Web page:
Value-add vs basic voice in Visual Studio .NET

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Value-add vs basic voice
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90 80 70 60 50 40 30 20 10 0 1997 1998 1999 2000 2001 2002 2003 2004 Total call revenue ($ billion) Total value-added services revenue ($ billion)
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Source: Gartner/Dataquest/Bhawani Shankar/"Voice on the Net"/March 2000
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Figure 1-7 Projected breakdown of VoIP-related revenue
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100 90 80 70
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Fax over IP Wholesale VoIP Multicast over Packet Networks Unified Messaging
60 50 40 30 20 10 0 1997 1998 1999 2000 2001 2002 2003 2004
Voice over Public Internet Voice over ATM Voice over FR Voice over Private/Carrier IP
Source: Gartner/Dataquest/Bhawani Shankar/"Voice on the Net"/March 2000
It is interesting to note that Figure 1-6 refers to Voice over Packet, as opposed to VoIP One would be curious to know what the breakdown might be, in particular how IP fares against other technologies such as ATM or Frame Relay Figure 1-7 provides that breakdown, which shows that IP is expected to be dominant, and that ATM and Frame Relay are expected to comprise a relatively small percentage of the market
VoIP Challenges
To offer a credible alternative to traditional circuit-switched telephony, VoIP must offer the same reliability and voice quality In other words, the five nines availability requirement must be met and speech must be of toll quality Toll quality generally means a Mean Opinion Score (MOS) of 40 or better on the following scale, as specified in International Telecommunication Union Telecommunications Standardization Sector (ITU-T) Recommendation P800:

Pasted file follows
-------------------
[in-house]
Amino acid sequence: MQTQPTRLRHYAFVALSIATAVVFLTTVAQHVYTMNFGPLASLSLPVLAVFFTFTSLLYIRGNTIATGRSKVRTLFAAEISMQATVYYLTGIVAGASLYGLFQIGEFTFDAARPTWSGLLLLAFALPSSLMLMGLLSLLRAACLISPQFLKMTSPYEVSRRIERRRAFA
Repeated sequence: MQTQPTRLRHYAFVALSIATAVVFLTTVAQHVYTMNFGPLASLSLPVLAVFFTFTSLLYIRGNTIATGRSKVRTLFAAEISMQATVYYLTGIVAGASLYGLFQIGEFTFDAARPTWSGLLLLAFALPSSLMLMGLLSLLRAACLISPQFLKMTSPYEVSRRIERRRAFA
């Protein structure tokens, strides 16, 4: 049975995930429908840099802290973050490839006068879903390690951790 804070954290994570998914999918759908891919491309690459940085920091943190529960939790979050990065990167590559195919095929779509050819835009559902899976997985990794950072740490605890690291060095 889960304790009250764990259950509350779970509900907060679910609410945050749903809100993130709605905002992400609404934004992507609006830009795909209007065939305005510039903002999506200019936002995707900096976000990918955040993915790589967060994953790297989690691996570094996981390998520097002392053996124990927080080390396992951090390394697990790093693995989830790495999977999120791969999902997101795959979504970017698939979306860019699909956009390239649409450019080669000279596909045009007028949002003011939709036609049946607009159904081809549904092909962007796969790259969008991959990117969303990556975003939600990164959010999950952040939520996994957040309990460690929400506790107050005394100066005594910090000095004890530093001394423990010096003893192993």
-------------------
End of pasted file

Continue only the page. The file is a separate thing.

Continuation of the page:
5 Excellent 4 Good
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Introduction
Introduction
3 Fair 2 Poor 1 Bad
Speech Quality
Perhaps the most important issue in VoIP is ensuring high speech quality Anyone who has made calls over the Internet can attest to the fact that the quality is variable at best In order for VoIP to be a commercial challenge to circuit-switched technology, the voice quality must be at least as good as experienced in today s telephony networks and should not vary The reason why this is such a challenge for VoIP networks is the fact that IP was not originally designed to carry voice or similar real-time interactive media IP was designed from the outset for data Among the characteristics of most data traffic is that it is asynchronous, which means that it can tolerate delay Data traffic is also extremely sensitive to packet loss, which requires mechanisms for the recipient of data packets to acknowledge a receipt, such that the sender can retransmit packets if an acknowledgment is not returned in a timely manner Voice, however, is very sensitive to delay but is more tolerant of packet loss Clearly, voice traffic imposes requirements that are quite different from those imposed by data traffic Delay In many ways, real-time communications such as voice are almost the exact opposite of data, at least from a requirements perspective To begin with, voice is more tolerant of packet loss, provided that lost packets are kept to a small percentage of the total (fewer than five percent) Voice, however, is extremely intolerant of delay Anyone who has ever made an international call over a satellite knows how annoying delay can be In a satellite call, it takes about 120 milliseconds for the signal to travel from the earth to the satellite and another 120 to come back down If we add in some additional delay due to processing and terrestrial transmission, we have a one-way delay from A to B of 250 to 300 milliseconds This means a round-trip delay of 500 to 600 milliseconds It is the round-trip time that is important Consider, for example, a conversation between A and B A is speaking and B decides to interrupt However, because of a delay, what B is hearing is already old by the time he hears it Furthermore, when B interrupts, it takes time for A to hear the interruption Therefore, it seems to B that A has ignored the interruption Therefore, B stops Now, however, A finally hears the interruption and
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